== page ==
He's already moved on to other writing projects, including editing and helping to translate a book on Siberian fiction, and putting together a similar compilation of his creative nonfiction stories from his time in Connecticut. Now retired from teaching, he and his wife moved to Madison a couple of years ago to live in the same city as one of their sons.

As for Ohio Outback, he thinks it will have a market that extends beyond the Great Black Swamp for one simple reason:

"The backyard is a universal place."

Contact Rod Lockwood at:

rlockwood@theblade.com

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News Headline: Beggars of Life, by Jim Tully, back in print | Attachment Email

News Date: 12/29/2010
Outlet Full Name: Examiner.com
Contact Name: Thomas Gladysz
News OCR Text: The 1928 Louise Brooks film, , is based on an earlier bestseller of the same name by Jim Tully, a once-popular “hobo author” and literary celebrity during the Jazz Age.

With the passage of time, however, Tully's reputation declined and his various books fell out-of print. And for decades, – an early classic of hobo literature, could only be found in second hand bookshops. Used copies often commanded a premium.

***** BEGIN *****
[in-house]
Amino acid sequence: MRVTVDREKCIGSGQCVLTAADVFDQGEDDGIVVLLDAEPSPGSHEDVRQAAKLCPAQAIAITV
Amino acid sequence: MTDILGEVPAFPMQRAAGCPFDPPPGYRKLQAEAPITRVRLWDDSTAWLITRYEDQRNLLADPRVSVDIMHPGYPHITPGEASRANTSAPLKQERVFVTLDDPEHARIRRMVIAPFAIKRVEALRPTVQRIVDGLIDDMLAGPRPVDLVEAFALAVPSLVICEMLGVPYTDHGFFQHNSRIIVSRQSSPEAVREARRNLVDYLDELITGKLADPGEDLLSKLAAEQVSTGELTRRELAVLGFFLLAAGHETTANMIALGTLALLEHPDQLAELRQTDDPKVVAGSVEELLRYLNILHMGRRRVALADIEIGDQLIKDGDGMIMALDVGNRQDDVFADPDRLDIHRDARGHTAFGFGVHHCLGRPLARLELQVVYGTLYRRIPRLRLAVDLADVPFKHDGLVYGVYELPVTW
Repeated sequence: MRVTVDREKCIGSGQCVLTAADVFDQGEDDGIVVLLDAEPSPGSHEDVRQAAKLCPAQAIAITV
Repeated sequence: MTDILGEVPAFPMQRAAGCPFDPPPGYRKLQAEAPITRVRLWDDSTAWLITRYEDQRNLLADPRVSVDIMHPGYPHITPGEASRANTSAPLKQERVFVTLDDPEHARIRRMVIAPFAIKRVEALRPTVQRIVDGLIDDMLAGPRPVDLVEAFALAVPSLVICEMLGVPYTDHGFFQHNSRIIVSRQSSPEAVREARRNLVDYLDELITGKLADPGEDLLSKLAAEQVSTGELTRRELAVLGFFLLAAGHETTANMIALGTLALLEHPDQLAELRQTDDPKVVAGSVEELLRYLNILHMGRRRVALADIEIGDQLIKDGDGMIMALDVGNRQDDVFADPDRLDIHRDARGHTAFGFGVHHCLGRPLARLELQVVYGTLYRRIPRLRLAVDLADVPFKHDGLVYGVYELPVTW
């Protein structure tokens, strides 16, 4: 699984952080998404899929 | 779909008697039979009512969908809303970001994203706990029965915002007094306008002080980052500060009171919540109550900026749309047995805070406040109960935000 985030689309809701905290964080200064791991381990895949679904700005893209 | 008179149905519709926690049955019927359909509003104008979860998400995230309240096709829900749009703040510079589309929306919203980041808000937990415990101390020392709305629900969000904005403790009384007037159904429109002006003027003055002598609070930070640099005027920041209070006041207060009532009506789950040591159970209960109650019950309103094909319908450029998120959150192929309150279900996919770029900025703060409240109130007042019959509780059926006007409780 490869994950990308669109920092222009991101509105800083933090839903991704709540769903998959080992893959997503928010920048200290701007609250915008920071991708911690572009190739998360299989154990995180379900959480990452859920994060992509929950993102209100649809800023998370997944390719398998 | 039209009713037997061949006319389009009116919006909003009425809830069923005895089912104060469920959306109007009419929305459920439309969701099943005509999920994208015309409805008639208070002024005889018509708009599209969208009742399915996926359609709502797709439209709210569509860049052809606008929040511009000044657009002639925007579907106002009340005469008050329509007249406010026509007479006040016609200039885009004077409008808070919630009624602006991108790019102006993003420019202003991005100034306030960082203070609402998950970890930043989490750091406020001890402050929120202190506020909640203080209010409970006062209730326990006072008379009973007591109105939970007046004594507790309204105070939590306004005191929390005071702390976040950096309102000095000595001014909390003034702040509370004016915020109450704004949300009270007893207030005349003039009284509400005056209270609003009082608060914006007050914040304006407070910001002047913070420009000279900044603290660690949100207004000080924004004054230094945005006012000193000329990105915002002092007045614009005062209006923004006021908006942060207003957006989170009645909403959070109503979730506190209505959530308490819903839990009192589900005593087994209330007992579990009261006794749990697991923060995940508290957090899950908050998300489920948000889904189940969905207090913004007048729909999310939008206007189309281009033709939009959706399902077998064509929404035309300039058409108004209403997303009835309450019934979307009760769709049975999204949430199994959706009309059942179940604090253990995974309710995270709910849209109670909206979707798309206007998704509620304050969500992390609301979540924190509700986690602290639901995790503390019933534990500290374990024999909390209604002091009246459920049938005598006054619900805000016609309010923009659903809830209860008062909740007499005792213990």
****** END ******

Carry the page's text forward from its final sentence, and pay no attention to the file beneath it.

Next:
Now, the book is back in print thanks to the efforts of Kent State University Press and two dedicated Tully scholars, Paul Bauer and Mark Dawidziak.

Over the last year and a half, the university press in Kent, Ohio (Tully's one-time home) has begun reissuing the forgotten writer's long-out-of-print books. So far, they've released Circus Parade (with a foreword by the late comix artist Harvey Pekar), Shanty Irish (with a foreword by film director John Sayles), The Bruiser (with a foreword by critic Gerald Early), and Tully's breakthrough work and what's likely his best remembered book, (with an introduction by series editors Bauer and Dawidziak). Two more titles will follow in 2012.

In the meantime, next year will see the release of Bauer and Dawidziak's long awaited biography, Jim Tully: American Writer, Irish Rover, Hollywood Brawler. The book will include a foreword by the celebrated documentary film maker Ken Burns, who has called it a "wonderful, hugely important biography."

In his heyday, Tully was not only popular but critically acclaimed. His books appeared on bestseller lists, were adapted for the stage, made into movies, and were reviewed in major publications across the country. The famous critic H.L. Mencken was a longtime champion of the hobo writer.